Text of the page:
One cold spring day while it was maple-sugar-camp time and everybody in the neighborhood was needed to lend a hand, Grandmother went with the others to the camp to do her part. However, it was not long before labor pains started. She knew she must get back to the cabin, so she picked up two buckets of syrup and started the long walk back. It was a mile or more. She got just into the yard when the baby came, so she took off her flannel petticoat and wrapped it around the baby. THen she drew a bucket of water from the well, went in and built a fire to heat some water, and took care of herself. It was noon when the men came in and found both her and the baby resting comfortably".

"My mother was a girl of sixteen when she first went to live with the McKees as a bride. She had been raised in a little country community but not on a farm, so she had many hard lessons to learn about farm life. She admitted that at first she shed many tears, but soon learned to love Grandmother McKee because of her sterling qualities, including courage and good sense. Mother said she was never idle a minute. She wore large pockets in her long black dresses, and in them she always carried some work to be done for sitting-down periods. Even when preparing a dinner over the open fire she would take out her knitting and go to work. She taught her children how to knit and my father taught my mother how to knit sox for him".

Going way back now to Grandmother McKee's and Grandfather's courting days it was a known fact that he carried her shoes for her until after they crossed a little creek on their way to church, then she would allow him to put them on for her. Shoes were priceless in those days and few had them".

Our ancestors had character, integrity, and were good people. I am proud to be a McKee because what I have known about them has been an inspiration to me. I hope my children and their children too will take some pride in having such fine ancestors".

Correction-Book of McKee-MacKays of Scotland pg 233

I paste a correction which is explained and provided nicely by Beth. I have corrected this on the page I published on MacKay research as well (on my homepage)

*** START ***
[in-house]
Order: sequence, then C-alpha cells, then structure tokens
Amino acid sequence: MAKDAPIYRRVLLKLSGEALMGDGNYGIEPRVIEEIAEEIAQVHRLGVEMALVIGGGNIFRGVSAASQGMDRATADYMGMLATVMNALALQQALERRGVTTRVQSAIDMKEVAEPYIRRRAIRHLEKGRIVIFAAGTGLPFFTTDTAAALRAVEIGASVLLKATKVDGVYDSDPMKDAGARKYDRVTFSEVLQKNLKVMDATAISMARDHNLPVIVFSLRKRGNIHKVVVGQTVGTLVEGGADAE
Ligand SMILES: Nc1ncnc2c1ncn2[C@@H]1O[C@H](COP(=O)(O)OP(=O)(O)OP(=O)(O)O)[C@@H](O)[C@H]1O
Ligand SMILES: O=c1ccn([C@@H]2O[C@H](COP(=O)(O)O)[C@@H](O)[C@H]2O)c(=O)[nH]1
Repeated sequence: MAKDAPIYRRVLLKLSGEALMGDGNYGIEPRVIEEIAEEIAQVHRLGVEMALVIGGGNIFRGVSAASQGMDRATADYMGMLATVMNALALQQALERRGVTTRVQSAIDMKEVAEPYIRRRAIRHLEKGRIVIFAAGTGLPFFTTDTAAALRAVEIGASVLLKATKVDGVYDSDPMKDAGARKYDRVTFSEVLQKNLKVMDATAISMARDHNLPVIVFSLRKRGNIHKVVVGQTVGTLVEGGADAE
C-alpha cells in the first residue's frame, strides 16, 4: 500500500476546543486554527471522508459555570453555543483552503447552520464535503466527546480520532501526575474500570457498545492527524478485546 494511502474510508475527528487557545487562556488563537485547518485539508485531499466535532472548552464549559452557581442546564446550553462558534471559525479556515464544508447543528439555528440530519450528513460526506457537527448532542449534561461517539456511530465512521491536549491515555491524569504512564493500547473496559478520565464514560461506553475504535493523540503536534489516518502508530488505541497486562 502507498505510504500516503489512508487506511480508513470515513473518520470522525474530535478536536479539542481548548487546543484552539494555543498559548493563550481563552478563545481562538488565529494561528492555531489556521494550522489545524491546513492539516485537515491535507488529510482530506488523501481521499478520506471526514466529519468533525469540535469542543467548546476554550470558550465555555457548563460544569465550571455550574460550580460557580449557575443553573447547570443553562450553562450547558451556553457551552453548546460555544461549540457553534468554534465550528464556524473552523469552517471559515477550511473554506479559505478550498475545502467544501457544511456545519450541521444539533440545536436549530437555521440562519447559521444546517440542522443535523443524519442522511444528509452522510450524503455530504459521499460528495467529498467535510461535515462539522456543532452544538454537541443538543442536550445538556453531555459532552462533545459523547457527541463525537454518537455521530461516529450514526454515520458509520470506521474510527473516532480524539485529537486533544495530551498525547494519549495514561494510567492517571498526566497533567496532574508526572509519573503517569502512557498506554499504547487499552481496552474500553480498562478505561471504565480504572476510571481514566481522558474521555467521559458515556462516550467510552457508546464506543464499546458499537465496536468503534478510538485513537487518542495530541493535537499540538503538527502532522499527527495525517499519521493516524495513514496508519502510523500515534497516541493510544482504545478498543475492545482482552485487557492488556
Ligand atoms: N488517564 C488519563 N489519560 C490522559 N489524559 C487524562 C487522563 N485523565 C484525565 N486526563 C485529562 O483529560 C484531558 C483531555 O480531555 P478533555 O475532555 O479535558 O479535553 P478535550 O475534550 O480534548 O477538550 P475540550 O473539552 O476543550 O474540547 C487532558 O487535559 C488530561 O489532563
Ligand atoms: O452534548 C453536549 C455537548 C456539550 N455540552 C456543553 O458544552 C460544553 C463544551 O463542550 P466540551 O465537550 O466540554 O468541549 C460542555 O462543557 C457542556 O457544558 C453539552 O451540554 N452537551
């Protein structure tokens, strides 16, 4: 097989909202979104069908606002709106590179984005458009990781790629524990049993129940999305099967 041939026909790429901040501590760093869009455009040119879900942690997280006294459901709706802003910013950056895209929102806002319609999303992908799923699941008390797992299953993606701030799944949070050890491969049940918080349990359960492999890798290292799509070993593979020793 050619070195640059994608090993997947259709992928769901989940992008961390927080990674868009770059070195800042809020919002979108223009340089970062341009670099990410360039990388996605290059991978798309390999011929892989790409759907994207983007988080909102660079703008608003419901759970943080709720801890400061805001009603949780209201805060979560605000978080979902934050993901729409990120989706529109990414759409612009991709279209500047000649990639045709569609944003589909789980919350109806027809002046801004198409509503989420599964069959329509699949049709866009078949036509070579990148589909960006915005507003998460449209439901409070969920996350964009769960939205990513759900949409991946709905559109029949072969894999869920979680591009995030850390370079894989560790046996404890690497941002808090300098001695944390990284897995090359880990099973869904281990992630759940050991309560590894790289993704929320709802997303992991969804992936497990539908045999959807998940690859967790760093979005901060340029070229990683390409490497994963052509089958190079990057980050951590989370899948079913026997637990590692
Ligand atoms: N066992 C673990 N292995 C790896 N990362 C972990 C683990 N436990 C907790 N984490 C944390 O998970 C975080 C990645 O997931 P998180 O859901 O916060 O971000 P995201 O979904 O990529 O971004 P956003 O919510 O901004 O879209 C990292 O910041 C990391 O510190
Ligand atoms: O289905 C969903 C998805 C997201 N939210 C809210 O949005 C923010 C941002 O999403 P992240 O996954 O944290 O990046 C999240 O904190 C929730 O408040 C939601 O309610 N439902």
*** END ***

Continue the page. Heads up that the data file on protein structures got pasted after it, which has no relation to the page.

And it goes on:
Hi Kevin, Been awhile but I have Dr Black's article and lost your address until I saw your website so thought I should email rather than rely on the post office. This article is in correction of Raymond McKee's Book of McKee description in which the typo error of the name McKas should be McKaa. Dr George Fraser Black, 1866 to 1948 wrote "The Surnames of Scotland, Their Origin, Meaning, and History" . Refer to page 522 of his book. MACKAY, Mackie, Maccay. G. MacAoidh, "son of Aodh," q.v. Nothing certain is known of the origin of the northern Mackays beyond the fact that they were early connected with Moray, and may have been a part of the ancient Clann Morgunn. The Inverness-shire Mackays are usually called in Gaelic Mac Ai, that is, MacDhai, or Davidson; they formed a branch of Clan Chattan (Skene, Highlanders, p. 421). In 1326 there is entry of a payment by Gilchrist M'Ay, progenitor of the MacKays of Ugadale, to the constable of Tarbert (ER.,I.p. 53, and intro., p. lxxiv). Gilchrist Mac ymar McAy had a confirmation from Robert I of certain lands in Kintyre, to be held by him and his son, a minor, also named Gillichreist or Gilcrist, granted at Mayreth (Monreith) in Galwida. a. 1329 (RMS., 1, App. 1, 99). Odo Macidh was canon of Argyll, 1433 (Pap. Lett.,V111, p. 468). Several payments were made to Robert Makgye (Macgye, Macye, M'Gy, Makgy, Magy), the king's jester between 1441-50 (ER.,v). Gilnew McCay was tenant of Arskynnel Beg in Kintyre, 1506 (ER., x11, p. 707), and Niniane Makke and George McKe of Myretoun are mentioned in 1538 (RSS., 11, 642). Patrick McKe was burgess of Wigtown, 1575 (RPC., 11, p. 503), and Daniel M'Cay was retoured heir of Iver M'Cay of Arnagiae and Ughaddell and in the office of coronator "insulae et limitum de North Kintyre," 1662 (Retours, Argyll, 71). Percy Wallace MacKaye (b. 1875),an American dramatist and poet. The unique Gaelic charter of 1408 was granted by Donald, lord of the Isles, to Brian Vicar Mackay of Islay (facsimile in Clan Donald, 1, opp. p. 1). In islay and in a lesser degree in Kintyre the a of Mac is prolonged, the c becoming prefixed to the surname, thus MacAoidh becomes MacCaidh on the east side of the island next to Kintyre, MacCaoidh in the middle as at Laggan. It is MacAoidh in the Rhinns. M'Akie 1559, McCa, McCaa, McKa, and McKaa all 1684, MacCey 1719, MacIye 1781, Mackai 1619, Maickie 1600, McKeiy 1618, Makhe 1538, Makie 1558, Mackkye 1588, Makkcee 1506, Makkie 1600, M'Ky 1663, Maky 1513, Makky 1567, Meikkie c. 1649; Makcawe, McCei, Mackaw, Makay, M'Kee, McKey, Mckeye, Makkay, Makkaye, Makkey, Makee, Makkee, Macky, McKy, McKye. On page 523 is the following: MACKEE. A variant form of Mackay, q.v. John M"Kee was servant to John de Crauforde in 1460 (Friars Ayr, p. 50), and Patrick Makkee had a grant of half the lands of Dunguild, Bute, in 1506 (RMS., 11 2987). A man named Lang Mc ke was taken furth of the "stokkis" where in he had been placd by Simon McCristin, sheriff-depute in Wigtoun, 1(Trials, 1, p. *89). Above in the first description is where the correction of McKaa needs to be made. In Raymond McKee's book, the McKaa is listed as McKas and I am sending a copy of the article to you at your address listed with the website. I hope this . We need to correct the typo error. Thanks, Beth K